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Hands cupped together showing biologics syringe, pen, and various pill treatments and text that reads "All About AxSpA Treatment: The Spondyloarthritis In America Survey Results".

A Look At The Difficult Journey of Spondyloarthritis Treatment

Many people outside of the axial spondyloarthritis (AxSpA) community do not understand that “treatment” is a full sentence. The symptoms of spondyloarthritis are ever-changing, full-body, and, oftentimes, not well understood. A person's journey to finding a treatment that works for them can take years or even decades – and this journey may require a trusted rheumatologist (which can be hard to find), a support system (also sometimes tough to find), and a lot of trial and error.

It’s time to make the hardships of this journey more well-known.

What medications are people taking for axial spondyloarthritis?

People who live with spondyloarthritis may take many medicines. In fact, nearly all respondents in our 2nd Spondyloarthritis In America Survey report currently using prescription pain medicine, an NSAID, Tylenol, or a muscle relaxant. Additionally, both oral steroids and steroid injections have been used for short-term pain reduction by at least 6 in 10 respondents.

There are numerous medicines that can be used to treat spondyloarthritis pain and symptoms. But year after year, the most commonly discussed treatment in our community is biologics.

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A peach colored background with a biologic needle in the top right corner. Who is using biology? 49% of ankylosing spondylitis patients and 56% of non radiographic axial spondyloarthritis patients.

Biologics and symptom management

Despite around half of AS and nr-AxSpA respondents reporting that they take a biologic, nearly all respondents feel their symptoms are not controlled on their current treatment plan. In fact, only 6 percent of AS respondents and 7 percent of nr-AxSpA respondents feel that their symptoms are well-controlled.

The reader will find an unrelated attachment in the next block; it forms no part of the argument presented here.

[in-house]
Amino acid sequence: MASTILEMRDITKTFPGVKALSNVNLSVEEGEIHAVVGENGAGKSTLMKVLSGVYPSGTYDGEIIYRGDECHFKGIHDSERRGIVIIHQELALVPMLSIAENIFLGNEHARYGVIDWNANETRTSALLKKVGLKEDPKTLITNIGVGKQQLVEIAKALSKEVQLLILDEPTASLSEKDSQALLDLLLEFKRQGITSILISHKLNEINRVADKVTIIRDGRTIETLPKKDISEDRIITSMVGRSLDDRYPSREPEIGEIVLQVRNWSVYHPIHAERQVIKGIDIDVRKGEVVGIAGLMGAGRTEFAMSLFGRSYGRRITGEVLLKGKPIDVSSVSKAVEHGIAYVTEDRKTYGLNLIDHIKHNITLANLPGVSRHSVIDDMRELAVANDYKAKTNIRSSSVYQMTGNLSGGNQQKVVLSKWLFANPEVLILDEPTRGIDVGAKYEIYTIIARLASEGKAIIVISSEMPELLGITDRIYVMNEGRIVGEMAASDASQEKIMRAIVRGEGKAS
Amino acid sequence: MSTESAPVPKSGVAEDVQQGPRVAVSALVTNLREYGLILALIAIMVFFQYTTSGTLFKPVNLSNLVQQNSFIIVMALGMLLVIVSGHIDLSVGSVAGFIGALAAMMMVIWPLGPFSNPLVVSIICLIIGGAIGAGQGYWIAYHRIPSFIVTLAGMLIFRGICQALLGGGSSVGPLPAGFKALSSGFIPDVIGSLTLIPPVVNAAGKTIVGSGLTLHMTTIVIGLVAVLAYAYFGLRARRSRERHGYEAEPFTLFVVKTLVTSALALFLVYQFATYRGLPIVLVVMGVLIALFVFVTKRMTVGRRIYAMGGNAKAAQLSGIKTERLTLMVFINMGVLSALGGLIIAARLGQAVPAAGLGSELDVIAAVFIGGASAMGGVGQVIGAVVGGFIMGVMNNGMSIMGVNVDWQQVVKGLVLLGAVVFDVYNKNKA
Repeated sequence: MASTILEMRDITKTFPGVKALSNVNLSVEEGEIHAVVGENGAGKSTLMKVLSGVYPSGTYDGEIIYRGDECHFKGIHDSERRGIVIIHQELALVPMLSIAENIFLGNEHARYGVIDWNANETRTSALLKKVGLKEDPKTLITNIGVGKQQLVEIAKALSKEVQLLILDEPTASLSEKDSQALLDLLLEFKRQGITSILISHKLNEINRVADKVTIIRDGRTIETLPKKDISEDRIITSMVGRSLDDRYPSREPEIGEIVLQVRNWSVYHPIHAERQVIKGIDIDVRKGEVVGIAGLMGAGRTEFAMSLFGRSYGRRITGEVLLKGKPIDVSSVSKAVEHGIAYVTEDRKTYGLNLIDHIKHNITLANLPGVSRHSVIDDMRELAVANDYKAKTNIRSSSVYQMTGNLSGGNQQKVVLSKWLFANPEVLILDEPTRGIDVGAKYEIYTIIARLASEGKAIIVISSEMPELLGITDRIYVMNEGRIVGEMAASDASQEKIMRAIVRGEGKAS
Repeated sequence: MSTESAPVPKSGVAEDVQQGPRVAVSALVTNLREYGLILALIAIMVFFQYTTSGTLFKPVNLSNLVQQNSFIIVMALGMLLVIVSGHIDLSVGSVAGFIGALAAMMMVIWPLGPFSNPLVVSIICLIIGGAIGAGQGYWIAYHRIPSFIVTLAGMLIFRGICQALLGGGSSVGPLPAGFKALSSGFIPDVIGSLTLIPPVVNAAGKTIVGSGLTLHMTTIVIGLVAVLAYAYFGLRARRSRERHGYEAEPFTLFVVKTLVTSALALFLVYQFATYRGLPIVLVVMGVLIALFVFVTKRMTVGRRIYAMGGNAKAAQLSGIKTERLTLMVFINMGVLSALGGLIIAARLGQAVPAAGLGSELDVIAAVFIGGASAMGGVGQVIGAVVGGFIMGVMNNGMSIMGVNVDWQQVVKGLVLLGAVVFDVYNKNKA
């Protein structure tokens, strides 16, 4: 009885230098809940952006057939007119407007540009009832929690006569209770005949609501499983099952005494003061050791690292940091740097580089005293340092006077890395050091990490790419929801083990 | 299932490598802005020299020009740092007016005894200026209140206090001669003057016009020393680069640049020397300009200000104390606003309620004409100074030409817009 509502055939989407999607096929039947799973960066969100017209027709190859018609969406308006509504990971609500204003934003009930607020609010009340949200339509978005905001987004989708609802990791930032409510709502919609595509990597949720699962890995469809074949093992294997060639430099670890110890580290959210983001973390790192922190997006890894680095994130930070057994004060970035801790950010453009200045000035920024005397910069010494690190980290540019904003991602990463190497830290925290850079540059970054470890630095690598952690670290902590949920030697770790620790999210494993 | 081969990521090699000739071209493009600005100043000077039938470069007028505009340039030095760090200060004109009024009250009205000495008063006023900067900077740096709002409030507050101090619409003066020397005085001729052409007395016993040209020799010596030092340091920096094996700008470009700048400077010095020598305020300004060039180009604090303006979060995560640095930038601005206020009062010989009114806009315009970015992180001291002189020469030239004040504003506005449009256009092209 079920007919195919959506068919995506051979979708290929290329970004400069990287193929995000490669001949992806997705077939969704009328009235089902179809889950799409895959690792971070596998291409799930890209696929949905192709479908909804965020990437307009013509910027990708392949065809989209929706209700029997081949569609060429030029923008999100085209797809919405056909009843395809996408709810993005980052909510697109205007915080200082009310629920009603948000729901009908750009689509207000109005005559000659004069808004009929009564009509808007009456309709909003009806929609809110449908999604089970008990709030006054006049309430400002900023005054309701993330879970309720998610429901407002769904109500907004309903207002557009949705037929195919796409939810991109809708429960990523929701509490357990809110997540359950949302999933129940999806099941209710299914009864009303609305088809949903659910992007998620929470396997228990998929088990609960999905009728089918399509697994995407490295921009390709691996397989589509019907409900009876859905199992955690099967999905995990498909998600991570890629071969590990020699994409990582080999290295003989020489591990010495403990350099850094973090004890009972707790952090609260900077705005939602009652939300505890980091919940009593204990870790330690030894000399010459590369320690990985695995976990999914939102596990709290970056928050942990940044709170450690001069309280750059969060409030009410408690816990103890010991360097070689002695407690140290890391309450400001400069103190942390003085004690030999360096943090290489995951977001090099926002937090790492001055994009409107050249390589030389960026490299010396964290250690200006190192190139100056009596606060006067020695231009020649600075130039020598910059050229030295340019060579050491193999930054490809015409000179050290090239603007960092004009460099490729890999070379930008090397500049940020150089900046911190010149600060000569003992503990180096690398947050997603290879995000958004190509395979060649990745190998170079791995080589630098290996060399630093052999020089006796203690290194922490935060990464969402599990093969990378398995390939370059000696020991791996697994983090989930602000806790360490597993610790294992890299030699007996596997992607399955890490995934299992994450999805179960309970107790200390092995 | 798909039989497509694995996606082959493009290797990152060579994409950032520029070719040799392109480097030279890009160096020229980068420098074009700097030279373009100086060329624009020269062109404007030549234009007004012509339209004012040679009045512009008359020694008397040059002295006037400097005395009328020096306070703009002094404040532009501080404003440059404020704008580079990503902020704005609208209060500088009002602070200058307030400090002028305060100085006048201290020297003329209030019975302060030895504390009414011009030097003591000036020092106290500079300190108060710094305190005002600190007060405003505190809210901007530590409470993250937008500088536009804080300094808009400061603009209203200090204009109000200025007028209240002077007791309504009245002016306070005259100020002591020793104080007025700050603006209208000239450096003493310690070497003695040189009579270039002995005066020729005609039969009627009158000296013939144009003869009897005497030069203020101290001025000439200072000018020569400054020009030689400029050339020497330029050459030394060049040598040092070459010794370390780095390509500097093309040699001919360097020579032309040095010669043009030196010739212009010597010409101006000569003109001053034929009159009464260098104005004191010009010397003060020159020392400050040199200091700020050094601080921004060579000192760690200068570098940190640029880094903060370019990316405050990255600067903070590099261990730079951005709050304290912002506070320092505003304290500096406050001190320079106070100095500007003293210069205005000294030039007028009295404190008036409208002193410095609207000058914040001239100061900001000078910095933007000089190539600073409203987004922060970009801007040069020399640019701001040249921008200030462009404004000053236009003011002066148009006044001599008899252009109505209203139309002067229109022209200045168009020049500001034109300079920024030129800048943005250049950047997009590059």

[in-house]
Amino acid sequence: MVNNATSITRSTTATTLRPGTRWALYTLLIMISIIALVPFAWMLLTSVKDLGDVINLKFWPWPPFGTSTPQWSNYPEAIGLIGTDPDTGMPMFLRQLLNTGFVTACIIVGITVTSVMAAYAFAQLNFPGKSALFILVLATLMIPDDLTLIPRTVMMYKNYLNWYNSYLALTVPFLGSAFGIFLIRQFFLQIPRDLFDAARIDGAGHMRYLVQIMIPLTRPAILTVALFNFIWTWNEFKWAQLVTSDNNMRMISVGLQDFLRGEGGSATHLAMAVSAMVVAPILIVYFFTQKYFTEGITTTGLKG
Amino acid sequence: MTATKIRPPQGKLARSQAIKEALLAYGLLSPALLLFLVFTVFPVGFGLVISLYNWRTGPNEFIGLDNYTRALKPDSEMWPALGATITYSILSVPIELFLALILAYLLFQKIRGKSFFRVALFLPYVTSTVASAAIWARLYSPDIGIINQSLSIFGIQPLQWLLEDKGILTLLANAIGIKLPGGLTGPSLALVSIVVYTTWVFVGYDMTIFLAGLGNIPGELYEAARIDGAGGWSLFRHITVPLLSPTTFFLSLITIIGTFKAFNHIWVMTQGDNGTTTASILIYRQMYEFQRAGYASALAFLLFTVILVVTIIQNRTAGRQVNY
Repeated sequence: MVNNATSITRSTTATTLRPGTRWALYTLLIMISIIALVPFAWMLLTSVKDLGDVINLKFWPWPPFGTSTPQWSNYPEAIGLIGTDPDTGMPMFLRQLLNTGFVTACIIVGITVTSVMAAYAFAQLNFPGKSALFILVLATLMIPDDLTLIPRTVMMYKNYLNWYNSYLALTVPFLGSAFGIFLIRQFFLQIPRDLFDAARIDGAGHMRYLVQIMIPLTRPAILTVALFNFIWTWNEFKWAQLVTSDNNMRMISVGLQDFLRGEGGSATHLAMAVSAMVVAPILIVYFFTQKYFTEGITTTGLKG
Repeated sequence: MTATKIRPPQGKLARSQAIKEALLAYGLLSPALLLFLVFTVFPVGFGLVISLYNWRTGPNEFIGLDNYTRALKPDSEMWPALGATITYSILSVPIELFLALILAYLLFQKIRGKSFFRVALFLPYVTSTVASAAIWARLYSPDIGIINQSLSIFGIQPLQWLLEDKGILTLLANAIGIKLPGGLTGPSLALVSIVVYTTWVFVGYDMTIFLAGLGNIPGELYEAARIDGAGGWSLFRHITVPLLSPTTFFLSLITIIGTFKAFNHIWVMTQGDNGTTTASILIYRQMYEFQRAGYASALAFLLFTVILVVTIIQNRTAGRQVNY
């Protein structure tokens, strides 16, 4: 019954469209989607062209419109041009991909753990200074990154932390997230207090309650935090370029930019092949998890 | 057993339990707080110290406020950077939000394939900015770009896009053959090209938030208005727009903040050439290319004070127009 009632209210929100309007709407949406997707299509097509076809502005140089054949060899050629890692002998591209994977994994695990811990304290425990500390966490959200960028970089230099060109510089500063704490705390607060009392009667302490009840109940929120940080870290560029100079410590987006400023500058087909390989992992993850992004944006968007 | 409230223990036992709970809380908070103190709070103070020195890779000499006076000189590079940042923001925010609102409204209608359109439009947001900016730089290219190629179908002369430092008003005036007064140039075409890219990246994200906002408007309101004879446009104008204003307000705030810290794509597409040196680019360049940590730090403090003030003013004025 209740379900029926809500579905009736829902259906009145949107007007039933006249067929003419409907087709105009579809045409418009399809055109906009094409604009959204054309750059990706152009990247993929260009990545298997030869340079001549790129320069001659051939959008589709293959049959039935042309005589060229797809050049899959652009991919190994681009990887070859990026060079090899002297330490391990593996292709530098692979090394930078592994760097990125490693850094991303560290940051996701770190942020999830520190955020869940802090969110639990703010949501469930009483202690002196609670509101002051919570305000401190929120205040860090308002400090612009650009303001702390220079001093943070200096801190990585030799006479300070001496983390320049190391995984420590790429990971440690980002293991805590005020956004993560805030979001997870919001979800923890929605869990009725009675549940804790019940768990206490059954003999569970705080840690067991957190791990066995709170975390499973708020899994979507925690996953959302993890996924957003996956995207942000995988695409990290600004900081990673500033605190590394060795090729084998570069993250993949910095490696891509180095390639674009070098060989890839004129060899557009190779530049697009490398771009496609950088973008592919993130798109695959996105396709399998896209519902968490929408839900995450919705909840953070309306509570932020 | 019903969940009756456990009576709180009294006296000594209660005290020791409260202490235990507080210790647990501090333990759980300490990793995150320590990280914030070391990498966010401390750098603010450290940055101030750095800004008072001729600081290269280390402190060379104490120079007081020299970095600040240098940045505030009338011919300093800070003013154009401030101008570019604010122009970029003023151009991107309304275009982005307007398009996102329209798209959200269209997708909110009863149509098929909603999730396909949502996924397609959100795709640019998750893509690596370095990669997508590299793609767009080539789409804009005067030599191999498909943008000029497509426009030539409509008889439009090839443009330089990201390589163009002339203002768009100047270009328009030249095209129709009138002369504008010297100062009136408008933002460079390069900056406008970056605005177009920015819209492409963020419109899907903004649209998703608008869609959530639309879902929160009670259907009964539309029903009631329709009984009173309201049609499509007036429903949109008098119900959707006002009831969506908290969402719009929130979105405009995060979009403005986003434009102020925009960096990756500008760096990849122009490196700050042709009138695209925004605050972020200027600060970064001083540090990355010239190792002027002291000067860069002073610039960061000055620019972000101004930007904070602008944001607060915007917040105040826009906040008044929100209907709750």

Additionally, people who currently take biologics report similar symptoms as those who do not currently take them.

Within the past month, of those who take a biologic (n=398) 94% report back pain and 95% report fatigue. Those who don’t take biologics (n=783) 94% report back pain and 95% report fatigue.

Despite experiencing similar symptoms, those who take biologics report less severe symptoms than those who do not take biologics (according to the BASDAI scale, which measures AS symptoms).

Symptoms are unpredictable

Given the lack of symptom control from their medicines, it is no wonder that 81 percent of respondents feel their spondyloarthritis stops them from doing things other people their age can do.

One respondent was most troubled by the lack of predictability of their disease, stating, “[My symptoms] can change from day to day and sometimes from morning to night. I can feel amazing and then feel awful 12 to 24 hours later, and then feel amazing again 12 to 24 hours [later].”

Background is flames. What caused my flare this time? While 7 out of 10 reported having 5 or more flare-ups in the past year, only 22% understand what their triggers are (n=994)

Despite it all, you are not alone

It often feels that there is no upside to this condition, but you do not have to go through this alone. We have an ever-growing and vibrant community of people who live with axial spondyloarthritis right on this site. And despite daily pain, fatigue, and brain fog, respondents shared some advice below.

Dark blue background with three hearts and three speech bubbles. Speech bubble one: Keep moving just do what you can. Speech bubble two: one day at a time one hour at a time one minute at a time. Speech bubble three: give yourself a break every now and then and don’t stop yourself from a day off if you need it.

Does any of this sound familiar to you? Share your experience with axial spondyloarthritis treatment in the comments below.

This article represents the opinions, thoughts, and experiences of the author; none of this content has been paid for by any advertiser. The team does not recommend or endorse any products or treatments discussed herein. Learn more about how we maintain editorial integrity here.

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